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Hopkins, City of Gaithersburg and King Arthur Flour Team Up to Raise Hunger Awareness

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Hunger has no place in Gaithersburg.

With that in mind, Johns Hopkins University, King Arthur Flour and the City of Gaithersburg have teamed up on an initiative to raise awareness of issues involving food insecurity.

“Hunger is a very real issue in Gaithersburg, and we are proud to support a number of programs that help our residents access quality food,” Mayor Jud Ashman said. “We can’t think of a more caring activity than baking a loaf of bread to share with a friend, neighbor or someone in need.”

To kick off the program, called Bake for Good Gaithersburg, the Gaithersburg Germantown Chamber of Commerce held a baking contest. Chamber members also were encouraged to bring cans of non-perishable food or a monetary donation to Manna Food Center. Barbara Crews, assistant executive director of community relations for the JHU Montgomery County Campus and immediate past president of the Chamber, participated in the event.

She and representatives from Manna, Gaithersburg HELP, Nourish Now and the Montgomery County Health and Human Services Food Security Plan are slated to attend a Gaithersburg City Council meeting on March 4. At the meeting, the city is expected to proclaim March “Hunger Awareness Month.” The effort is aimed to bring attention to the nearly 64,000 people in Montgomery County who experience food insecurity, and the 6,600 people in the city who rely on food assistance programs annually.

Throughout the month of March, King Arthur Flour will hold several baking demonstrations that will be open to the public. At those sessions, a King Arthur instructor will lead a 90-minute demonstration on how to make basic yeast bread and quick bread. The events will be at the Casey Community Center and the Holiday Inn in Gaithersburg. Details about dates and registration procedures can be found on the King Arthur website.

Those who attend the demonstrations are encouraged to prepare baked goods at home and donate them to a hunger relief organization in Gaithersburg or to share the food with friends or neighbors.

School children also will be involved. Throughout March, King Arthur Flour will visit approximately 10 schools in the city, mostly elementary schools. Students will learn the science and math behind bread baking, and they will hone their recipe-reading skills.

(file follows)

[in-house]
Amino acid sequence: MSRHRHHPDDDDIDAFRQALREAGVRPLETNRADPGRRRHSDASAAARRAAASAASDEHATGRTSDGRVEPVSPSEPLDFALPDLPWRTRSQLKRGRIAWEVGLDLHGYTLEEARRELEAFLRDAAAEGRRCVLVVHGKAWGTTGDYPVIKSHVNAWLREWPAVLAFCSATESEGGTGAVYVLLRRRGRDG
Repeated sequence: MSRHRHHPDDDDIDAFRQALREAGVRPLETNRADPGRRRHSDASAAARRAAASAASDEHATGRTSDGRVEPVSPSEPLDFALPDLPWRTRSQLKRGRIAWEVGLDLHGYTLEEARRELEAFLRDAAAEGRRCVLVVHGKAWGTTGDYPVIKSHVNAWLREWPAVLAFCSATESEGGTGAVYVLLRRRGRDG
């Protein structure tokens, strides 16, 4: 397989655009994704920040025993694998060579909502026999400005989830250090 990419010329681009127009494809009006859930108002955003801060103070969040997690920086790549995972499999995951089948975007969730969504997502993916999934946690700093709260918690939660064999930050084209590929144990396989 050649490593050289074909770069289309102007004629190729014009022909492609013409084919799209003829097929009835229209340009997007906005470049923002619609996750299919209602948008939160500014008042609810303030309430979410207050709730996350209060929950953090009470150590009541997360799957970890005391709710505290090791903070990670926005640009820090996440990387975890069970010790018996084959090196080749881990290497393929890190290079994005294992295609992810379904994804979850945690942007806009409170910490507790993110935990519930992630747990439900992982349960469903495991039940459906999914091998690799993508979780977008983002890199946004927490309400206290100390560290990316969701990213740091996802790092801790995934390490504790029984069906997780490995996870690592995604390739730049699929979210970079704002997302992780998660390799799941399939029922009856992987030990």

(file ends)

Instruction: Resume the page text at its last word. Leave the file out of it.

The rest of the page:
After the demonstration, students will receive enough ingredients from King Arthur Flour to bake two loaves of bread at home. The students are to share one loaf with their families and are asked to bring the second loaf back to school. JHU students and staff members will pick up the bread from the schools and donate it to local nonprofit organizations that feed the hungry.

“This is a great way for Hopkins students and staff members to give back to the community,” Crews said. “This initiative is also important to Hopkins as we work to reinforce the science and math skills young students learn in class. These children will learn about the changing states of matter, the differences between mixtures and new substances and, through baking, they will see that science and math have real life applications.”

The effort is similar to one done for the past seven years at the JHU Montgomery County Campus, where local fourth-graders visited the campus to watch a bread baking demonstration courtesy of King Arthur Flour. After learning about the chemistry of bread baking, students went home to bake two loaves of bread. They donated one of the two to Interfaith Works.

“We believe in building community through baking,” said Carey Underwood, director of mission driven partnerships and programs at the Vermont-based flour company. “The City of Gaithersburg's Hunger Awareness Month is a great opportunity to inspire community members to spread the joy of baking—and to help make positive social change through even a single loaf of bread.”

CATEGORY: In The Community